The force got distributed in the same way. You just chose two extreme examples that look like they are different.
When you pull the rope towards you, you increase the tension on the part of the rope nearest you. Now, to be completely accurate we would have to consider how fast this change in tension is distributed. It gets distributed at the speed of sound, which is really fast. Faster than anything in your experiments. So we'll ignore it... but the effect is indeed there.
So when you pull on the rope you increase the tension force. Now that the tension force is higher than the force of gravity pulling on the rope, the rope actually gets pulled upwards. You can sometimes see this at the bottom of the rope. The key here is that you build up a gravitational potential. The system wants to let the rope extend back down fully, so that it is at the lowest height possible.
So now you have two forces. You have the force of tension from your hand, which pulls the top of the rope towards your body, and pulls the rest of the rope along the length of the rope, and the force of gravity, pulling the rope down. Intuitively, the force of tension on the rope is going to cause the rope to curve. You're pulling it horizontally at the top of the rope, but the rope can only pull along its length so the force is all vertical at the bottom.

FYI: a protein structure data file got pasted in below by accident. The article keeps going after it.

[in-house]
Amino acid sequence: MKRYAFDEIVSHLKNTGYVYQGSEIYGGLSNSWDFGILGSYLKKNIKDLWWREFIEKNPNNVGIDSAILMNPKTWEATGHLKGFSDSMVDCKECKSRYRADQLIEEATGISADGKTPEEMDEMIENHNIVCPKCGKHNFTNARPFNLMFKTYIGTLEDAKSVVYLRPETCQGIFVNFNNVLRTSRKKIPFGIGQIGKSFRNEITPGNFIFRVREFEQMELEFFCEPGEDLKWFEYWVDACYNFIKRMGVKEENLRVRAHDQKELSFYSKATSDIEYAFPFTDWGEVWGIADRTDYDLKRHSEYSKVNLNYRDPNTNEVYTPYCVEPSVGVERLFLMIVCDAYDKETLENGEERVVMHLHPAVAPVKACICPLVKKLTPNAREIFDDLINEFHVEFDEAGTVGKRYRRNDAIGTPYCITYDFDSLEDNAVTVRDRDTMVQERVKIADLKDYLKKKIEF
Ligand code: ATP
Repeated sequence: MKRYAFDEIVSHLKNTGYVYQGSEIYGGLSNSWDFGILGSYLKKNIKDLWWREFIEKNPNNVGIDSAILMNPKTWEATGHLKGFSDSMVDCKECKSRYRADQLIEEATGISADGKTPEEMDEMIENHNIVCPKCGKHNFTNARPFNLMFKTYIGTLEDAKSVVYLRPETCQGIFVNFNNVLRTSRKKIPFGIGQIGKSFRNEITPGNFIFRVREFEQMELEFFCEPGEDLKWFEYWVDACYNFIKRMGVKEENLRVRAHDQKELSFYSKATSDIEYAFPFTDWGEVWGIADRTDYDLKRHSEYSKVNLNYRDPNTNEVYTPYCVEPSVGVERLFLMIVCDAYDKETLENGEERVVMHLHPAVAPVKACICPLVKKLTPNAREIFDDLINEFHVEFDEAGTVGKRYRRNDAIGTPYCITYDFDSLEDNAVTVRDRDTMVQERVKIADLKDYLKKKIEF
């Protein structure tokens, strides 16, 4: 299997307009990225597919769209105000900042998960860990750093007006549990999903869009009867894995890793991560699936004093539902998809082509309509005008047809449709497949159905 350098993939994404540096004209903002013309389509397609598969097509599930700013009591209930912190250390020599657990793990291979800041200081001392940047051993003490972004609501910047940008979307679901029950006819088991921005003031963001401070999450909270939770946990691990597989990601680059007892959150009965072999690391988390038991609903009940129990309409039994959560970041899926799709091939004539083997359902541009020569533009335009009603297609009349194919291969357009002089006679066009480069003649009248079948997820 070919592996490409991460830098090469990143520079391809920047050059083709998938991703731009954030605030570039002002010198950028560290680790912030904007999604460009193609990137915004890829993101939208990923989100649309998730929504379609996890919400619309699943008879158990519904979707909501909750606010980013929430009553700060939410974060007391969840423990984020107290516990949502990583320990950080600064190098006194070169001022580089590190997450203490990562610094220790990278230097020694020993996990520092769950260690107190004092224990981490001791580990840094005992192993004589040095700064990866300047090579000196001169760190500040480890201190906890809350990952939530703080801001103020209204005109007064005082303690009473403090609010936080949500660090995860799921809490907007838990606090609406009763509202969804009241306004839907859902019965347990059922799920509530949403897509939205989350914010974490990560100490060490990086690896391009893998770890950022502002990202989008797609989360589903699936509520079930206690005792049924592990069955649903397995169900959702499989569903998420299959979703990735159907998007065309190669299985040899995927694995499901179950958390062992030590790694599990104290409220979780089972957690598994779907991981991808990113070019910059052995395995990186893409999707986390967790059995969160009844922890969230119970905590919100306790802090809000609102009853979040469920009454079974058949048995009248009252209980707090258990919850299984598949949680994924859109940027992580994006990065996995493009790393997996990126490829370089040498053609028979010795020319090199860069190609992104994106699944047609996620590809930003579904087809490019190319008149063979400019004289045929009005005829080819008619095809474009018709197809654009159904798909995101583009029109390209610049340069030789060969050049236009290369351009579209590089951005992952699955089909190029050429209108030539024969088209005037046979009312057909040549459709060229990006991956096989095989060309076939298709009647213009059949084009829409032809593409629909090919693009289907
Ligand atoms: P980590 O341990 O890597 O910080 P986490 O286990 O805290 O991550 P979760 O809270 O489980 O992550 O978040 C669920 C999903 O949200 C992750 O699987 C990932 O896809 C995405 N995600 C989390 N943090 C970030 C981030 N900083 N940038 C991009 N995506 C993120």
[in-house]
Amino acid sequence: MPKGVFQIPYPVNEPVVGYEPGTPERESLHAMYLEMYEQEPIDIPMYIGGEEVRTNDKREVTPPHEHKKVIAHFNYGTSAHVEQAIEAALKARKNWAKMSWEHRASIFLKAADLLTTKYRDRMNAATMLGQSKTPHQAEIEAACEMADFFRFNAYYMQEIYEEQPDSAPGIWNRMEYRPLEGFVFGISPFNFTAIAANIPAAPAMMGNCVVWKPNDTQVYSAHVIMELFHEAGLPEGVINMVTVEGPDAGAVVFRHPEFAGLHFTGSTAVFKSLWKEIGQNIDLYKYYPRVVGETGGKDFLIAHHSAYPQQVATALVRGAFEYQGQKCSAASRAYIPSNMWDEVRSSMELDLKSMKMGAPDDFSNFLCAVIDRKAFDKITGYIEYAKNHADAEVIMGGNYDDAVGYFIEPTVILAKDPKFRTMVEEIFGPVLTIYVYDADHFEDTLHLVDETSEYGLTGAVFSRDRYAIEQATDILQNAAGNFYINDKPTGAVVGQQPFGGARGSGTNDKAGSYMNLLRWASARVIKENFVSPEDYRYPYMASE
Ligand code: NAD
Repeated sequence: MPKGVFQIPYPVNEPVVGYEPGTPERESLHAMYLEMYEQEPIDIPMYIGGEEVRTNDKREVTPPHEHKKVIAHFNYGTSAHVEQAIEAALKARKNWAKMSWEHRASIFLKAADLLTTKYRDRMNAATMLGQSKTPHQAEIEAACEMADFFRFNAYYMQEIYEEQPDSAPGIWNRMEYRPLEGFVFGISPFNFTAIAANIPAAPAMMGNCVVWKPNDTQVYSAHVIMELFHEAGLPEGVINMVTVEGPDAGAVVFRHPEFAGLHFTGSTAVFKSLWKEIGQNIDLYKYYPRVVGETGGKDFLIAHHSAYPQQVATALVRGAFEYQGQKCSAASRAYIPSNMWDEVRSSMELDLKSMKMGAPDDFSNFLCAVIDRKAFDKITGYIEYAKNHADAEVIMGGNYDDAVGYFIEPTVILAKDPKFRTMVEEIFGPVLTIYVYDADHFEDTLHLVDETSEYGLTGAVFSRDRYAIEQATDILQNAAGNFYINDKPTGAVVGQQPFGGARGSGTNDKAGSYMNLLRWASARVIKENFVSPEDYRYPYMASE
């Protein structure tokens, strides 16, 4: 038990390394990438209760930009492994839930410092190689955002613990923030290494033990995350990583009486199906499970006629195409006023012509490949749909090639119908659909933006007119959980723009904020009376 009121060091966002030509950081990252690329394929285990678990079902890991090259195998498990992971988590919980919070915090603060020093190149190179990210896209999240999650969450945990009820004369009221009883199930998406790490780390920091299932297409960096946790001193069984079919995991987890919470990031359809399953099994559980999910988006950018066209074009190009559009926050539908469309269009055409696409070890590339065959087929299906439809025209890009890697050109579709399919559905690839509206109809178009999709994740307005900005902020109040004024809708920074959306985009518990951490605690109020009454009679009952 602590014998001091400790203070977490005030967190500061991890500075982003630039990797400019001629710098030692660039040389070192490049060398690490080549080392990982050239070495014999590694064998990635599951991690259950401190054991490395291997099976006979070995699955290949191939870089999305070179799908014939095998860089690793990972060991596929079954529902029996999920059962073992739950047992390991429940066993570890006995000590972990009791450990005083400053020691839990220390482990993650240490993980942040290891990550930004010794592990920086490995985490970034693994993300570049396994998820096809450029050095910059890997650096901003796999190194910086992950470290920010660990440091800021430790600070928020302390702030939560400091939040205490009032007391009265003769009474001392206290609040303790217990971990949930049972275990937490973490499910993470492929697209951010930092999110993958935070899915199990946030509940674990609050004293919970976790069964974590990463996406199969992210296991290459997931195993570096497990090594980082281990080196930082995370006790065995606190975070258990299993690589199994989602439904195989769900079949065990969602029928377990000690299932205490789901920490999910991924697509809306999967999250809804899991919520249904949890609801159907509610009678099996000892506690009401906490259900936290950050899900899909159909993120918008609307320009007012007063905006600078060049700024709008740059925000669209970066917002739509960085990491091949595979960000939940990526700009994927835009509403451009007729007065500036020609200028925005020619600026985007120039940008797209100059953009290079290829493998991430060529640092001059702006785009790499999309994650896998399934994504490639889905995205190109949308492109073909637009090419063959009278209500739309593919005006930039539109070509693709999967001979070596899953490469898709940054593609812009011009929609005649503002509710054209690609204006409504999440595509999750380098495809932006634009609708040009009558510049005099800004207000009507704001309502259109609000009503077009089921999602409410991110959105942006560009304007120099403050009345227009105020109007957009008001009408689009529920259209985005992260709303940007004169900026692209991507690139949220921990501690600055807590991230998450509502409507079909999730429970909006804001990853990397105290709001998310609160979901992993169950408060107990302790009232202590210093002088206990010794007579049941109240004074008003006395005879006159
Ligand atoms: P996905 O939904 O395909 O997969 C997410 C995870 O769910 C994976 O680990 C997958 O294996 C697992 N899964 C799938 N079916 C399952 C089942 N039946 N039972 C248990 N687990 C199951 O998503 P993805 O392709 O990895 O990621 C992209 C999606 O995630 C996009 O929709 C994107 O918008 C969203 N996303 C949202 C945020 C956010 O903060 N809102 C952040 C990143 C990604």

Gravity is going to be trying to undo this curve. The curve means the rope is slightly higher on average than it could be without a curve. So, over time, gravity is going to straighten the rope.
What you have here is a balance. If you move quickly, you apply a lot of force with your hand, and its effects dominate. The result is that the rope sort-of follows your hand, being pulled along a smooth curve. You apply this force quickly, so there is not much time for gravity to act. On the other hand, if you move slowly, with less hand force over a longer period of time, gravity has more time to act. Thus the rope ends up straighter.
The rope is never straight, no matter how slowly you move your hand. There's always some curvature caused by this balance. However, you likely cannot see it with the naked eye. Its effects are dwarfed by all sorts of other effects, like the fact that your hand is never moving perfectly horizontally. It bobs up and down as a natural effect of how our brain controls our muscles. But the curving is there. It's not like there's a sudden point where the rope goes from moving as a straight rod to moving on a curve.
Incidentally, even if the rope was replaced with a straight rod, this effect would occur. However, rods tend to be stiffer, so they deflect a lot less.